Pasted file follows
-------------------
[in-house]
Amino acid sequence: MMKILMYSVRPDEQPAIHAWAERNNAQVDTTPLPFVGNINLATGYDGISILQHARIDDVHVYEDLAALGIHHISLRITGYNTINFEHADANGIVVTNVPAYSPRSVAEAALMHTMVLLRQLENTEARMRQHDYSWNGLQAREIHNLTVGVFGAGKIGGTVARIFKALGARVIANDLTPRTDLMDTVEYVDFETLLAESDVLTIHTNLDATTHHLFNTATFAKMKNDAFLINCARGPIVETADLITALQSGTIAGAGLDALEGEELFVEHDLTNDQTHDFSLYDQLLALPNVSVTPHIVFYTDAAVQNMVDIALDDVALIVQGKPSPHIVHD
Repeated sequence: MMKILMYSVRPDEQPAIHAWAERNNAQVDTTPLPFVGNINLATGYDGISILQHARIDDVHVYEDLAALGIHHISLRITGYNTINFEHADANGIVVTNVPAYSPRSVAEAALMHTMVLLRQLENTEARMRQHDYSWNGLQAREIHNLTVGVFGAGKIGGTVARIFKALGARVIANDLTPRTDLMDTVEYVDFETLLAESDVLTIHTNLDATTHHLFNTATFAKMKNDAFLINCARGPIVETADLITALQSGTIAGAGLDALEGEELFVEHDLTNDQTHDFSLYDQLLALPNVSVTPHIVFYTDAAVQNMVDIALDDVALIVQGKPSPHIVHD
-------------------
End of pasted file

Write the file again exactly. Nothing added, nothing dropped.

[in-house]
Amino acid sequence: MMKILMYSVRPDEQPAIHAWAERNNAQVDTTPLPFVGNINLATGYDGISILQHARIDDVHVYEDLAALGIHHISLRITGYNTINFEHADANGIVVTNVPAYSPRSVAEAALMHTMVLLRQLENTEARMRQHDYSWNGLQAREIHNLTVGVFGAGKIGGTVARIFKALGARVIANDLTPRTDLMDTVEYVDFETLLAESDVLTIHTNLDATTHHLFNTATFAKMKNDAFLINCARGPIVETADLITALQSGTIAGAGLDALEGEELFVEHDLTNDQTHDFSLYDQLLALPNVSVTPHIVFYTDAAVQNMVDIALDDVALIVQGKPSPHIVHD
Repeated sequence: MMKILMYSVRPDEQPAIHAWAERNNAQVDTTPLPFVGNINLATGYDGISILQHARIDDVHVYEDLAALGIHHISLRITGYNTINFEHADANGIVVTNVPAYSPRSVAEAALMHTMVLLRQLENTEARMRQHDYSWNGLQAREIHNLTVGVFGAGKIGGTVARIFKALGARVIANDLTPRTDLMDTVEYVDFETLLAESDVLTIHTNLDATTHHLFNTATFAKMKNDAFLINCARGPIVETADLITALQSGTIAGAGLDALEGEELFVEHDLTNDQTHDFSLYDQLLALPNVSVTPHIVFYTDAAVQNMVDIALDDVALIVQGKPSPHIVHD